Keywords: unemployment, fear, sentiment, social attitudes, life satisfaction, recession, COVID
    JEL: J60 J64 J68
    Date: 2021–08–01
  5. By: Joan Costa-Font (CEP - LSE - Centre for Economic Performance - LSE - London School of Economics and Political Science, IZA - Forschungsinstitut zur Zukunft der Arbeit - Institute of Labor Economics); Sarah Fleche (CES - Centre d'économie de la Sorbonne - UP1 - Université Paris 1 Panthéon-Sorbonne - CNRS - Centre National de la Recherche Scientifique, CEP - LSE - Centre for Economic Performance - LSE - London School of Economics and Political Science); Ricardo Pagan (Universidad de Málaga [Málaga] = University of Málaga [Málaga])
    Abstract: Daylight Saving Time (DST) is currently implemented by more than seventy countries, yet we do not have a clear knowledge of how it affects individuals' welfare. Using a regression discontinuity design combined with a differences-in-differences approach, we find that the Spring DST causes a significant decline in life satisfaction. By inducing a reallocation of time, the transition into DST deteriorates sleep and increases time stress, which in turn affects physical and emotional health. After performing a simple cost-benefit analysis, we find evidence suggestive that ending DST would exert a positive effect on welfare, namely the wellbeing costs associated with DST exceed its benefits.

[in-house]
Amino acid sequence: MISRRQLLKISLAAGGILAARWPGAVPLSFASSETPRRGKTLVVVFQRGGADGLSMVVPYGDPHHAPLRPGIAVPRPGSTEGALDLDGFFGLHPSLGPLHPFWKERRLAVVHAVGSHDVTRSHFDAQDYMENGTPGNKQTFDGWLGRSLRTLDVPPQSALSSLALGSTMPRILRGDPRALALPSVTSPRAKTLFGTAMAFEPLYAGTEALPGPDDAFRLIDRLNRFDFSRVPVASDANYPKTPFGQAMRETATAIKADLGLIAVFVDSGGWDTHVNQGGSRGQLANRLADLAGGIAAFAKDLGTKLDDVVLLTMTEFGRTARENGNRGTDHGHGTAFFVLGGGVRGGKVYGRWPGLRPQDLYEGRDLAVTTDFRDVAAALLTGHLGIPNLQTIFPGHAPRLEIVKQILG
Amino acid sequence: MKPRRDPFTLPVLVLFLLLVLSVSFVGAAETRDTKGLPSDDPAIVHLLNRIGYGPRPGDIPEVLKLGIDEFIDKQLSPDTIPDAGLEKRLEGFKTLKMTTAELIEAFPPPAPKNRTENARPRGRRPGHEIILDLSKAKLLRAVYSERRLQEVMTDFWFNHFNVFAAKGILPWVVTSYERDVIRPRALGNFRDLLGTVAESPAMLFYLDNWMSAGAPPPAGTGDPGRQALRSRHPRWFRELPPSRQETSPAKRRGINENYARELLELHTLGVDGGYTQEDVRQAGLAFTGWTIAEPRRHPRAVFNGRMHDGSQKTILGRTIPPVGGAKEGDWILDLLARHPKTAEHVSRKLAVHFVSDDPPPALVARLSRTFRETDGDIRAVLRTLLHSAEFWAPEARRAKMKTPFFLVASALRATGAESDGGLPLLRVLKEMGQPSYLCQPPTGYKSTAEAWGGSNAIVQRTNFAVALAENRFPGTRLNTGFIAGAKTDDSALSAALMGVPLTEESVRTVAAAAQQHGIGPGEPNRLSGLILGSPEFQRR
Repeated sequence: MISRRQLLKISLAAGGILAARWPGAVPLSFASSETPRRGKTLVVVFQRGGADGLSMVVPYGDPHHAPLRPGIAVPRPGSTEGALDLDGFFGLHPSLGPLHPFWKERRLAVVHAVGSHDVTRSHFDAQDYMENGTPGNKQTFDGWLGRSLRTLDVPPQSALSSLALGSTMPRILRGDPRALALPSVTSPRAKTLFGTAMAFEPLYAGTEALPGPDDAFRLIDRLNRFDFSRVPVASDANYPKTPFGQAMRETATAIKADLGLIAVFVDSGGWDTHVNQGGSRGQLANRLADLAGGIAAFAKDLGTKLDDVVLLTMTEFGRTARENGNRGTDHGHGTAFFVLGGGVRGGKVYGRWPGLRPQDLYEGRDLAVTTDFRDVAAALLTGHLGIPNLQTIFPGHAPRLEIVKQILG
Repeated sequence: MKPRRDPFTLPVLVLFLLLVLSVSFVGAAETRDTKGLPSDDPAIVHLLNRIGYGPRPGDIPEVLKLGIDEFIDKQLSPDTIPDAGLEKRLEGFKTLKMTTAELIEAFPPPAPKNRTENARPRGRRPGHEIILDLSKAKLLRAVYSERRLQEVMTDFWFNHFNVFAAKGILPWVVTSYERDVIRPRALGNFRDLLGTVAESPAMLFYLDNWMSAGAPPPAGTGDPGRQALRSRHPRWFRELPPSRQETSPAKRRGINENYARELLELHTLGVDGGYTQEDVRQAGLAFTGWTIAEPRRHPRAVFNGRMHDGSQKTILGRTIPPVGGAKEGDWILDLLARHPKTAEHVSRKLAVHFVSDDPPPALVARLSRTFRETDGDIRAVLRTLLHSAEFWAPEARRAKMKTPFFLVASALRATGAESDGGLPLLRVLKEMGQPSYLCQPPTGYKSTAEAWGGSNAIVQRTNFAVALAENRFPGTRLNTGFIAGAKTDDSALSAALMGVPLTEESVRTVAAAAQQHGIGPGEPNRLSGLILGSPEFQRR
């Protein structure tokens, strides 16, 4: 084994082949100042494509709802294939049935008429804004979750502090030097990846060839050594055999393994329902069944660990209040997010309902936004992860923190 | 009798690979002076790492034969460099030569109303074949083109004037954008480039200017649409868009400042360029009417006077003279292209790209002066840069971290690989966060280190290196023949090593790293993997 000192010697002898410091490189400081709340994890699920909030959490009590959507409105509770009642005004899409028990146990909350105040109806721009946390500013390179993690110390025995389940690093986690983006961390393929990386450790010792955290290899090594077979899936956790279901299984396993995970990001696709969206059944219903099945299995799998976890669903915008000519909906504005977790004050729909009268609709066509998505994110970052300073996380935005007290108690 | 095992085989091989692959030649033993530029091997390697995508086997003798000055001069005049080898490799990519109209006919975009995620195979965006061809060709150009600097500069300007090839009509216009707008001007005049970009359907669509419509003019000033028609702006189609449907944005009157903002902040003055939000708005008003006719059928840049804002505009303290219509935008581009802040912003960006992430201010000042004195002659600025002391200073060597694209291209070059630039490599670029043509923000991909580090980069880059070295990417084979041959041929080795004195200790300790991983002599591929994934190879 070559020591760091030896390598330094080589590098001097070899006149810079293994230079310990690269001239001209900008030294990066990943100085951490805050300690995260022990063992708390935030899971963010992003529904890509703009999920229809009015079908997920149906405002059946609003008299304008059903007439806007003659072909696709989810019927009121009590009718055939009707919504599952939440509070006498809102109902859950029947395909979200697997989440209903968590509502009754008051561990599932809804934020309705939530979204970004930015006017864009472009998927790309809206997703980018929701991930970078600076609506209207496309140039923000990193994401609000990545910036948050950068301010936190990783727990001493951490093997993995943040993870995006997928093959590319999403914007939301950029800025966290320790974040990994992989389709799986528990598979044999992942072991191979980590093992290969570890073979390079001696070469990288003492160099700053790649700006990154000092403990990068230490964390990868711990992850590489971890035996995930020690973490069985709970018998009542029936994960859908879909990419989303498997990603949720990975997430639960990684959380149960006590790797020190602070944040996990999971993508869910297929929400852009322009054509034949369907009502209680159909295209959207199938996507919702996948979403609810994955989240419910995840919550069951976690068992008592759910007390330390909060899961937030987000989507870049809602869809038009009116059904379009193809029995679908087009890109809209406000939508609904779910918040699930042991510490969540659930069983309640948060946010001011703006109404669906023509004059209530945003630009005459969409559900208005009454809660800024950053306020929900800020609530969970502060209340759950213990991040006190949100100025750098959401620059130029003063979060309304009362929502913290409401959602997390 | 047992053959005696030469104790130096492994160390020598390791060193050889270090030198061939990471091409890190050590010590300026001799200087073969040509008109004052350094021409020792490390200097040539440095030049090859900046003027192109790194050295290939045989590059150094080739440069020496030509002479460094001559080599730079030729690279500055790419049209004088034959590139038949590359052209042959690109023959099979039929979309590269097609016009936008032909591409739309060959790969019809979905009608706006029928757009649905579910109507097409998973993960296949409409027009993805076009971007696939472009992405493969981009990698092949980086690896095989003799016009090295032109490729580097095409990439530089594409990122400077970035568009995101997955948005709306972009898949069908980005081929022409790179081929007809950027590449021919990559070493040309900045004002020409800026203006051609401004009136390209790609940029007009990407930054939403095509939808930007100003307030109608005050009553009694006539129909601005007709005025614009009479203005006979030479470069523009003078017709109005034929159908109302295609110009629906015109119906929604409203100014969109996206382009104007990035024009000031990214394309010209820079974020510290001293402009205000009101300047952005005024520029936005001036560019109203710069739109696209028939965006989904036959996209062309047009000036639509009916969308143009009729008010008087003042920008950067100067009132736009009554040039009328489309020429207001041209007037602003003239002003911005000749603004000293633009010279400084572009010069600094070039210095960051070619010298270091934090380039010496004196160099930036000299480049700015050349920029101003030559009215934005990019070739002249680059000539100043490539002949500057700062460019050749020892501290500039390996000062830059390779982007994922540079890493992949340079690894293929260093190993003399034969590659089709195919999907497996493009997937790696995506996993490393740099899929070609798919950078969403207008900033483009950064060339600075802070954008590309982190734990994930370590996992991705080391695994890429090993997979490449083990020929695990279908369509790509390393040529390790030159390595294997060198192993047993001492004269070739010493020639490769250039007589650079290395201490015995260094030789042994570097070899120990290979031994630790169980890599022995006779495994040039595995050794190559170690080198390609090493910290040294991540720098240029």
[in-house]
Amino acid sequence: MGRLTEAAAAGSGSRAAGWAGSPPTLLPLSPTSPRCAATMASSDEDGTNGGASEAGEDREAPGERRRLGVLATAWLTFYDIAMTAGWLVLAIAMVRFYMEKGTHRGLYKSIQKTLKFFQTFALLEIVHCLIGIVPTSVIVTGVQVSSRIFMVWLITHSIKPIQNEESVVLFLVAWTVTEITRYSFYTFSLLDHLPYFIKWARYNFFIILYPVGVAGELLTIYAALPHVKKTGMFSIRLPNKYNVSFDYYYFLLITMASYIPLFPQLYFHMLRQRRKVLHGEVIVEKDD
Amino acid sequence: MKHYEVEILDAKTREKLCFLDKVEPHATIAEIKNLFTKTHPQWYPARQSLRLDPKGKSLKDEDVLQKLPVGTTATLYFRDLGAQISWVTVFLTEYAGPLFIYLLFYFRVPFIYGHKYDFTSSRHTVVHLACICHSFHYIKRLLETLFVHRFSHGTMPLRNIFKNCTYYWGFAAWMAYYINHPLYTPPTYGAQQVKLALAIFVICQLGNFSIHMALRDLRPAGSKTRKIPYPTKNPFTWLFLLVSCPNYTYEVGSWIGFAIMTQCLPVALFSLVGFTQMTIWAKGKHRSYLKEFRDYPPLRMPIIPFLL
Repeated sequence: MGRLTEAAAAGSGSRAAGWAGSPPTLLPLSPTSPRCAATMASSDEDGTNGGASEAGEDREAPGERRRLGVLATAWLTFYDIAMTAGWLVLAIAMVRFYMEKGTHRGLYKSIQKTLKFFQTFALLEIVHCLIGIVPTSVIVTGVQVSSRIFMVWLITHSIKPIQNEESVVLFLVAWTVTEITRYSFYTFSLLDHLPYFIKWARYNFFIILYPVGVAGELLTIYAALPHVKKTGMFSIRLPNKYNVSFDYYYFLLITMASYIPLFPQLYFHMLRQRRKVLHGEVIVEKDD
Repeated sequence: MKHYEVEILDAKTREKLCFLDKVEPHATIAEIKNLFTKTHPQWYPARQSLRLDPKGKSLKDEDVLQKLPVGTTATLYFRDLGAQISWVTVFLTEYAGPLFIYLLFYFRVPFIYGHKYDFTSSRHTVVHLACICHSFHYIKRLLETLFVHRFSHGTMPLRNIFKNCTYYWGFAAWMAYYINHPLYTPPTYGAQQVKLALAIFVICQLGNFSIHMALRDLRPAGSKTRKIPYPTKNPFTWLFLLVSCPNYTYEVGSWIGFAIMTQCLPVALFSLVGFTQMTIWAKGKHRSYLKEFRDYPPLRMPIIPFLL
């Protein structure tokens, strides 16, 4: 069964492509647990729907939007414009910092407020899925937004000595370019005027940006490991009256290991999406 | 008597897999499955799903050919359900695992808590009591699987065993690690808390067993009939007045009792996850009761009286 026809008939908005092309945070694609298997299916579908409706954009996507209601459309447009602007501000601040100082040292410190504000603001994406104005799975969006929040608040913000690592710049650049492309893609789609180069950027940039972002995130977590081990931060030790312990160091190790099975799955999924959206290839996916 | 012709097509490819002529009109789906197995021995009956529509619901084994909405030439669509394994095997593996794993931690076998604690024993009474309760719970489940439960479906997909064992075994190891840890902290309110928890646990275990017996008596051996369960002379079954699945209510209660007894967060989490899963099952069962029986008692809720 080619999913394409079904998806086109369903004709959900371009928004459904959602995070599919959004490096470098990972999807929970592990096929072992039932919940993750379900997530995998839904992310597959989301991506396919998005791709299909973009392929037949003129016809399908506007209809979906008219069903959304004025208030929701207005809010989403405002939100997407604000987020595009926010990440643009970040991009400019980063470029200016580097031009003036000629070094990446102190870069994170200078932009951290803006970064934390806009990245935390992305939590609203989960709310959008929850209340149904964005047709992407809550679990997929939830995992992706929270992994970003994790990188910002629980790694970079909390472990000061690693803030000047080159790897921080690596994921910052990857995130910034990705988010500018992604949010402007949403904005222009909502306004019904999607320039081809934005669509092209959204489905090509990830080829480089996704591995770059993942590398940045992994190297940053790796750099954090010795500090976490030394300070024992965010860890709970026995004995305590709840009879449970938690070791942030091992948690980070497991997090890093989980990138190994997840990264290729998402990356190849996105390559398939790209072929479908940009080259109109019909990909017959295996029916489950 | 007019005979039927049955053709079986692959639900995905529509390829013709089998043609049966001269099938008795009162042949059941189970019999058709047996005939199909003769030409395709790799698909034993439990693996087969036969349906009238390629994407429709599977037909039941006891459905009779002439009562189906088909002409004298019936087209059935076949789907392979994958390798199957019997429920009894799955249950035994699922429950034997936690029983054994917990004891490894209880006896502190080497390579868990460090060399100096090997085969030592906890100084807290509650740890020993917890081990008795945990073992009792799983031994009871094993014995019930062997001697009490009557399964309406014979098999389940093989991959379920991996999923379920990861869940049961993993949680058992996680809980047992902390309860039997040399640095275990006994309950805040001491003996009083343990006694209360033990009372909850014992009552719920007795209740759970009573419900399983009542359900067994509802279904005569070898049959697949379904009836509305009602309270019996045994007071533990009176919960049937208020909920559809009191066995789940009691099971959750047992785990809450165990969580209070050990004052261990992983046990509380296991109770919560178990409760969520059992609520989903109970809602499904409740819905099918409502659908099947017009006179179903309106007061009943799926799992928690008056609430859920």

Keywords: Daylight Saving Time,wellbeing,health,sleep,time stress
    Date: 2021–08–19